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Journal of Meteorological Research

, Volume 33, Issue 2, pp 307–322 | Cite as

Assessment of the Capability of ENSEMBLES Hindcasts in Predicting Spring Climate in China

  • Yitong Lin
  • Haiming XuEmail author
  • Jing Ma
  • Haijun Li
Regular Articles
  • 2 Downloads

Abstract

Using the hindcasts provided by the Ensemble-Based Predictions of Climate Changes and Their Impacts (ENSEMBLES) project for the period of 1980-2005, the forecast capability of spring climate in China is assessed mainly from the aspects of precipitation, 2-m air temperature, and atmospheric circulations. The ENSEMBELS can reproduce the climatology and dominant empirical orthogonal function (EOF) modes of precipitation and 2-m air temperature, with some differences arising from different initialization months. The multi-model ensemble (MME) forecast of interannual variability is of good performance in some regions such as eastern China with February initialization. The spatial patterns of the MME interannual and inter-member spreads for precipitation and 2-m air temperature are consistent with those of the observed interannual spread, indicating that internal dynamic processes have major impacts on the interannual anomaly of spring climate in China. We have identified two coupled modes between inter-member anomalies of the 850-hPa vorticity in spring and sea surface temperature (SST) both in spring and at a lead of 2 months, of which the first mode shows a significant impact on the spring climate in China, with an anomalous anticyclone located over Northwest Pacific and positive precipitation and southwesterly anomalies in eastern China. Our results also suggest that the SST at a lead of two months may be a predictor for the spring climate in eastern China. A better representation of the ocean-atmosphere interaction over the tropical Pacific, Northwest Pacific, and Indian Ocean can improve the forecast skill of the spring climate in eastern China.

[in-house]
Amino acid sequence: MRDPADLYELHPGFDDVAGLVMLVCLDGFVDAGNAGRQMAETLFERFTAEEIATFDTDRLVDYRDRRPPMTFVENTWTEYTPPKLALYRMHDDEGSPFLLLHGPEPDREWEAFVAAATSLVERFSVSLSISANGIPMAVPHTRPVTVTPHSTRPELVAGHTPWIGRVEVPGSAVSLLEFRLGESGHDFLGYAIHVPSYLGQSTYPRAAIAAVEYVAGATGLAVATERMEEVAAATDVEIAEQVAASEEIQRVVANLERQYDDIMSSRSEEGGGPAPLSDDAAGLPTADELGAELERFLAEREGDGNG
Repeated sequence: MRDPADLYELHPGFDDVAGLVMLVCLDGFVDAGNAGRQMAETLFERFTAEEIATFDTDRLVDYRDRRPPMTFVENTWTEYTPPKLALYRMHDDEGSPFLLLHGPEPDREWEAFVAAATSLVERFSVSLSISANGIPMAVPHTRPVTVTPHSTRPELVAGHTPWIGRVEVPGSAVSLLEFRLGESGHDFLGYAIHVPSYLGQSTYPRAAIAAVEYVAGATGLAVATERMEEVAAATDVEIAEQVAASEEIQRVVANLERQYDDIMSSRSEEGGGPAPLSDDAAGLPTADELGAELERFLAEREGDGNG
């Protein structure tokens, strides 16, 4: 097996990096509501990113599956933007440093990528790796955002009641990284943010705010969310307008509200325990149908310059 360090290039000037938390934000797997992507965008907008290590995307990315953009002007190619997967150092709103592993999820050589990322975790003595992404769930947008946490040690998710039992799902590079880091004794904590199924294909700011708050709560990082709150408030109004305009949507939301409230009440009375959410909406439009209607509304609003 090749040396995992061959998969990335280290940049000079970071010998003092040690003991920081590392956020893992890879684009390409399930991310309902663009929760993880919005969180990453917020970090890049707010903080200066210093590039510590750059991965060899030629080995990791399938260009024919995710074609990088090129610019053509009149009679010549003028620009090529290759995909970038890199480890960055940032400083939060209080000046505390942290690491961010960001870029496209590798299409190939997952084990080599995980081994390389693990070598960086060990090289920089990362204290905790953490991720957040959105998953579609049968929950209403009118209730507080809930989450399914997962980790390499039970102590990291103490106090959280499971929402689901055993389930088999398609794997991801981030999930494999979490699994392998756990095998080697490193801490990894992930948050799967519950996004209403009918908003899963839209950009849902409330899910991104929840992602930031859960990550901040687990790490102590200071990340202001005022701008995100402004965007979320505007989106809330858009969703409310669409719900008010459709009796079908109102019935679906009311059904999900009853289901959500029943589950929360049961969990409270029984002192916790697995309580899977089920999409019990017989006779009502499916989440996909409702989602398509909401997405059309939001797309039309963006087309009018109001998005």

Key words

ENSEMBLES seasonal forecast spring climate coupled atmosphere-ocean mode 

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Notes

Acknowledgments

The authors acknowledge the ENSEMBLES project for providing the model outputs. We also acknowledge the organizations that provided the observations for this study: the NCEP Reanalysis Derived data, NOAA_ERSST_V4 data, and GPCP precipitation data, which are provided by the NOAA/OAR/ESRL PSD, Boulder, Colorado, USA (at https://www.esrl.noaa.gov/psd/). The authors thank the anonymous reviewers for their constructive and thoughtful comments, which have helped improve this manuscript.

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Copyright information

© The Chinese Meteorological Society and Springer-Verlag Berlin Heidelberg 2019

Authors and Affiliations

  1. 1.Collaborative Innovation Center on Forecast and Evaluation of Meteorological Disasters/Key Laboratory of Meteorological Disaster, Ministry of Education/Joint International Research Laboratory of Climate and Environment ChangeNanjing University of Information Science & TechnologyNanjingChina

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